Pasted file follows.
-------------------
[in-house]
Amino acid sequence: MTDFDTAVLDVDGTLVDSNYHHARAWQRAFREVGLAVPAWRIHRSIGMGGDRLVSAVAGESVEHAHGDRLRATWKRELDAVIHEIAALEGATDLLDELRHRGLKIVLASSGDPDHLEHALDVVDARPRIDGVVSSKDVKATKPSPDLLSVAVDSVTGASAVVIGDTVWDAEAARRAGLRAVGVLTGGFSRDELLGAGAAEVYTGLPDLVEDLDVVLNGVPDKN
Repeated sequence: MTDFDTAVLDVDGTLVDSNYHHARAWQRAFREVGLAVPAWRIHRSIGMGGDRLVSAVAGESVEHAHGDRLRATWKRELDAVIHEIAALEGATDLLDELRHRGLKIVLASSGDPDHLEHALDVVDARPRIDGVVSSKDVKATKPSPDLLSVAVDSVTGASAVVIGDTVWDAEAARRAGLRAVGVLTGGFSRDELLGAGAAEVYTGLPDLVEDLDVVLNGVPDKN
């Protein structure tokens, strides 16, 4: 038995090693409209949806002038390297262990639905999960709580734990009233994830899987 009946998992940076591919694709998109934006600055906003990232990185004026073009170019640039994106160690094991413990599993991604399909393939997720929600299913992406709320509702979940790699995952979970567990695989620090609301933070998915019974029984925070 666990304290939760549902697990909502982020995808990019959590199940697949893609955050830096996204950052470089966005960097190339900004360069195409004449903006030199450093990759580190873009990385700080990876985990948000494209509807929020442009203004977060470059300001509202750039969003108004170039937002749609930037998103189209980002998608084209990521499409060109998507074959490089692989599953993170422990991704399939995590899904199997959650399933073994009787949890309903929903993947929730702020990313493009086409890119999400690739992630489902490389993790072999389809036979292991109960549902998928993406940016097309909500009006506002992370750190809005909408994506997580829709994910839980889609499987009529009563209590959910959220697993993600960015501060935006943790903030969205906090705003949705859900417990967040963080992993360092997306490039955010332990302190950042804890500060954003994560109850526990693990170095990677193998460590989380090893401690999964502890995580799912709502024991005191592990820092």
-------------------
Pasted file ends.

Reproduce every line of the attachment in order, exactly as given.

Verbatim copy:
[in-house]
Amino acid sequence: MTDFDTAVLDVDGTLVDSNYHHARAWQRAFREVGLAVPAWRIHRSIGMGGDRLVSAVAGESVEHAHGDRLRATWKRELDAVIHEIAALEGATDLLDELRHRGLKIVLASSGDPDHLEHALDVVDARPRIDGVVSSKDVKATKPSPDLLSVAVDSVTGASAVVIGDTVWDAEAARRAGLRAVGVLTGGFSRDELLGAGAAEVYTGLPDLVEDLDVVLNGVPDKN
Repeated sequence: MTDFDTAVLDVDGTLVDSNYHHARAWQRAFREVGLAVPAWRIHRSIGMGGDRLVSAVAGESVEHAHGDRLRATWKRELDAVIHEIAALEGATDLLDELRHRGLKIVLASSGDPDHLEHALDVVDARPRIDGVVSSKDVKATKPSPDLLSVAVDSVTGASAVVIGDTVWDAEAARRAGLRAVGVLTGGFSRDELLGAGAAEVYTGLPDLVEDLDVVLNGVPDKN
């Protein structure tokens, strides 16, 4: 038995090693409209949806002038390297262990639905999960709580734990009233994830899987 009946998992940076591919694709998109934006600055906003990232990185004026073009170019640039994106160690094991413990599993991604399909393939997720929600299913992406709320509702979940790699995952979970567990695989620090609301933070998915019974029984925070 666990304290939760549902697990909502982020995808990019959590199940697949893609955050830096996204950052470089966005960097190339900004360069195409004449903006030199450093990759580190873009990385700080990876985990948000494209509807929020442009203004977060470059300001509202750039969003108004170039937002749609930037998103189209980002998608084209990521499409060109998507074959490089692989599953993170422990991704399939995590899904199997959650399933073994009787949890309903929903993947929730702020990313493009086409890119999400690739992630489902490389993790072999389809036979292991109960549902998928993406940016097309909500009006506002992370750190809005909408994506997580829709994910839980889609499987009529009563209590959910959220697993993600960015501060935006943790903030969205906090705003949705859900417990967040963080992993360092997306490039955010332990302190950042804890500060954003994560109850526990693990170095990677193998460590989380090893401690999964502890995580799912709502024991005191592990820092």